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But Vizio, which recently agreed to sell itself to Chinese mega-firm LeEco for $2bn in cash, doesn't require vendors to comply with a formal code of conduct - a common industry practice defining a company's labor and environmental standards.
William Wang, Vizio’s chairman and chief executive, said there’s no need since it doesn’t run factories and works with the “best manufacturers in the world.” Prominent in the arrangement are discussions about maintaining high quality standards, which are “the most important thing” for the company, Wang said.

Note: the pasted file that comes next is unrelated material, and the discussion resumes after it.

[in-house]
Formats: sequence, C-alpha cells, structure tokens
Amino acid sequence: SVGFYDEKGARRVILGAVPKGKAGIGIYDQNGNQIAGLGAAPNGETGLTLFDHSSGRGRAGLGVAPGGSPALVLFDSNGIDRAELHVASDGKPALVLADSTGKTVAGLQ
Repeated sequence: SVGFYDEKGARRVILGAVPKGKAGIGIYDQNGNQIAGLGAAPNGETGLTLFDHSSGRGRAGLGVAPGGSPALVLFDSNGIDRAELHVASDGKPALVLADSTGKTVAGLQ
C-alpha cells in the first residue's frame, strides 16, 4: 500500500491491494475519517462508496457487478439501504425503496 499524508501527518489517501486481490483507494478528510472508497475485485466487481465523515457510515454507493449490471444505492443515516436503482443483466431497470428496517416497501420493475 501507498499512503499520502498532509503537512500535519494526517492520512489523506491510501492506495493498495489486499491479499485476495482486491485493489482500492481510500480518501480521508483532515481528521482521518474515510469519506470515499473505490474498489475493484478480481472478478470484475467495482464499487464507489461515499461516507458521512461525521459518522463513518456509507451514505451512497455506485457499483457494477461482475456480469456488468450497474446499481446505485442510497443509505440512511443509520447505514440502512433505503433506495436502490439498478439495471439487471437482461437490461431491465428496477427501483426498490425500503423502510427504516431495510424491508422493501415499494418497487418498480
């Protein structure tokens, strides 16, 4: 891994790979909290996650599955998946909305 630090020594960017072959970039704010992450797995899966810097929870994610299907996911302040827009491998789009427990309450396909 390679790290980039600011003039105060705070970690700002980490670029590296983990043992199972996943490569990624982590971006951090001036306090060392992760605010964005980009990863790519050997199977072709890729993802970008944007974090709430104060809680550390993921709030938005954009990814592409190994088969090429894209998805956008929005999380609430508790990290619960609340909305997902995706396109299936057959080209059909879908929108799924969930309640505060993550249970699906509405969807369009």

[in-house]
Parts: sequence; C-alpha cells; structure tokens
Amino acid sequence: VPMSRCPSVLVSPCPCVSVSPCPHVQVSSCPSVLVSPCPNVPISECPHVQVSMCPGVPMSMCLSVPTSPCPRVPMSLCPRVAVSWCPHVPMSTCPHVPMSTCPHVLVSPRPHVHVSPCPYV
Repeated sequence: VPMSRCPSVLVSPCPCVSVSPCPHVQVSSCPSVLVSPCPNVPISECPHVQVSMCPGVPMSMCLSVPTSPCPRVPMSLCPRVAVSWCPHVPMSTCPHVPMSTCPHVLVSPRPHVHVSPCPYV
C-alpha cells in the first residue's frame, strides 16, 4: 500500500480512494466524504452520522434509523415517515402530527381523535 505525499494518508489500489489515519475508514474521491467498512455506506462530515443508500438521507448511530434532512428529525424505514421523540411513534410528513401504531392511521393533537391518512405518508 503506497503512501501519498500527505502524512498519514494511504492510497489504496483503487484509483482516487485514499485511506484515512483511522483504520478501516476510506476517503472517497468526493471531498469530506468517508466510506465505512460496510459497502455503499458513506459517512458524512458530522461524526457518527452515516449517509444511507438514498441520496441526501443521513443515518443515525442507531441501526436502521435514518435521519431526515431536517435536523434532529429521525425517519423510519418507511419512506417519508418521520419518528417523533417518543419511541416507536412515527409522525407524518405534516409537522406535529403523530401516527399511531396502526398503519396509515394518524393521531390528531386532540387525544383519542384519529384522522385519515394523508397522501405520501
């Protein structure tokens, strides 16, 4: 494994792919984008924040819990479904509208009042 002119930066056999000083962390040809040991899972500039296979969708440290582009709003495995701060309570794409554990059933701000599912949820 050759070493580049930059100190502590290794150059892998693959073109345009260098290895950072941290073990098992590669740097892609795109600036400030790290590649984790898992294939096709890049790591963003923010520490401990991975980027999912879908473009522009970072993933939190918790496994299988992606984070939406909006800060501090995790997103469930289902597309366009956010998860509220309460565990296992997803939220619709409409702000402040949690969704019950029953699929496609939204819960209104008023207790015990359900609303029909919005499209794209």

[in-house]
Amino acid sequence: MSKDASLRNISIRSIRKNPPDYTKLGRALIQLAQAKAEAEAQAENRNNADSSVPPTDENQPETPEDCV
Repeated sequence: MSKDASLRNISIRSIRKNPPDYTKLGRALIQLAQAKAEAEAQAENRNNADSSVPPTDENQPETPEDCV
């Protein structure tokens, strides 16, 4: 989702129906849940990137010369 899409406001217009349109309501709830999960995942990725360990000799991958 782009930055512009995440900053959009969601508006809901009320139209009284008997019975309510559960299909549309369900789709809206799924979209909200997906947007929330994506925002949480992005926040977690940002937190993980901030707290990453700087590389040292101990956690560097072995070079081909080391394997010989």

Still, the void concerns analysts who follow factory conditions because the nation's second best-selling TV brand’s relationships with major suppliers such as Foxconn, AmTRAN Technology and TPV Technology are out of step with its rivals for U.S. consumers.
Samsung Electronics, LG and Sony are members of the Electronic Industry Citizenship Coalition, which subjects the technology giants’ factories and supply chains to third-party audits. Suppliers such as Foxconn and Innolux say they follow EICC standards, although LeEco and Vizio aren’t participants.
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